Hurricane Katia, the sixth hurricane of the 2017 season, is currently swirling off the coast of Mexico with sustained wind speeds of 80 mph.
Katia transitioned from a tropical storm to a hurricane on Wednesday afternoon as its wind speeds increased. Its center is currently located about 195 miles northeast of Veracruz, Mexico.
The National Hurricane Center has issued a hurricane warning for coastal areas of Mexico between Cabo Rojo and Laguna Verde. Along those parts of the coast, Katia’s storm surge — the quick rise in water caused by a hurricane’s strong winds — could raise water levels to 5 to 7 feet above normal tides. Areas of Mexico to the north of Cabo Rojo and south of Laguna Verde are under a tropical storm warning.
Forecasters don’t expect Katia to move much today — it was stationary as of 10 a.m. CDT on Thursday morning. But on Friday or Saturday, it could turn southwest and move inland, as the forecast cone below shows. By Sunday, the hurricane is expected to be downgraded to a tropical depression (indicated by the letter D).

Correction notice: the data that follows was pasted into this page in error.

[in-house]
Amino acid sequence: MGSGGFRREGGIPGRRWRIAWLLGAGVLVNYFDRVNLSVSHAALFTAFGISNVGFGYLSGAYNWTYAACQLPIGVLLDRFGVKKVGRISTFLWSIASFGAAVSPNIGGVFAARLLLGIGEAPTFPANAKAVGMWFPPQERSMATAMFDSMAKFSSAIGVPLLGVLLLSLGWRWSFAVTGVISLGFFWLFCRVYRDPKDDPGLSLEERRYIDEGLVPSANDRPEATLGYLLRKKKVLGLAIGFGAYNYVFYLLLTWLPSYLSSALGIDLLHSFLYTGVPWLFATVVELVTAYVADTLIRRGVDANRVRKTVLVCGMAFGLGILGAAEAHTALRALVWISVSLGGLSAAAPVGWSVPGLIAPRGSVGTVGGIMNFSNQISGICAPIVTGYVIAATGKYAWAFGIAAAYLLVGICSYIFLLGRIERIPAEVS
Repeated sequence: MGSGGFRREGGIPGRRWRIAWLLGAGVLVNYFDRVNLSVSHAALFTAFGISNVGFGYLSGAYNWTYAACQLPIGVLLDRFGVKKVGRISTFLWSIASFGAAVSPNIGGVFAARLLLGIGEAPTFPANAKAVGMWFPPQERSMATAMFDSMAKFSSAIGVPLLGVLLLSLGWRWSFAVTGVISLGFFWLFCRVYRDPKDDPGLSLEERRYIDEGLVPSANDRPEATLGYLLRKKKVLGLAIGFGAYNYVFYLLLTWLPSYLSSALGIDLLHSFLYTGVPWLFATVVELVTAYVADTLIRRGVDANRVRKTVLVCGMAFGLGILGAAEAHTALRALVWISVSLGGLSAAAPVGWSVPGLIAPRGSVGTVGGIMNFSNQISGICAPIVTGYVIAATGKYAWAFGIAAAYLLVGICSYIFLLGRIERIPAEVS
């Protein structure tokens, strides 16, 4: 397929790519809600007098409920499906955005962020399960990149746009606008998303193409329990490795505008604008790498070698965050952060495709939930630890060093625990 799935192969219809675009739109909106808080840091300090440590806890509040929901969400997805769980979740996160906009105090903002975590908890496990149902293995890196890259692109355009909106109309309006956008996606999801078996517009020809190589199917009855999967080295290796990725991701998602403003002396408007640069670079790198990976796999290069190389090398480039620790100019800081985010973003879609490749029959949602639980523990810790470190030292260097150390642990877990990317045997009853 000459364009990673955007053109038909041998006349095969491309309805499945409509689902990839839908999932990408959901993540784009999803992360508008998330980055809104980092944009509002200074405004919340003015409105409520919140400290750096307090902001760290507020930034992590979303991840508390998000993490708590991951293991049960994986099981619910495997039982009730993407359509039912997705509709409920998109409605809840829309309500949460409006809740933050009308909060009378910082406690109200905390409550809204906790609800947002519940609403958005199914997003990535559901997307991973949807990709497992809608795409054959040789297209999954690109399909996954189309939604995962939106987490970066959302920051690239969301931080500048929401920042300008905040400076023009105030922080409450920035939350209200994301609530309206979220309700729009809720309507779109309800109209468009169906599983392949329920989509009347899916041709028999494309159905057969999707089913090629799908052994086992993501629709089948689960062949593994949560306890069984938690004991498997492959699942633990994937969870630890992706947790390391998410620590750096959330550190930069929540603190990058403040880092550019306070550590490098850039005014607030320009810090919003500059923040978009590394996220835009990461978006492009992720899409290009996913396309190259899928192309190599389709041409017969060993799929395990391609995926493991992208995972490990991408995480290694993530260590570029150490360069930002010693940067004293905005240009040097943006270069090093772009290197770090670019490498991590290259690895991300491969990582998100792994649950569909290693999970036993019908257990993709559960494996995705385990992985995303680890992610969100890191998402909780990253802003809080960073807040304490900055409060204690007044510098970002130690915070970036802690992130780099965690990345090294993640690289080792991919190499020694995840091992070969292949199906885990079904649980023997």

Unlike Hurricane Irma, which is currently causing devastation in the Caribbean and is expected to arrive in Florida this weekend, Katia is considered a small tropical cyclone. Its hurricane-force winds (classified as 74 mph or higher) extend 10 miles out from the center, and the radius of tropical-storm-force winds extends about 70 miles. Irma, on the other hand, is more than 400 miles wide.
Katia is expected to drop 5 to 10 inches of rain over parts of Veracruz, though total accumulated rainfall could be as high as 15 inches in isolated areas.
The 2017 hurricane season was projected to be unusually active, and that has certainly been the case so far. There are three hurricanes in the Atlantic right now — Katia, Jose, and Irma — and the peak of the season doesn’t usually come until September 10. The fourth hurricane of the season doesn’t typically occur until around September 21, and Katia is already the sixth.
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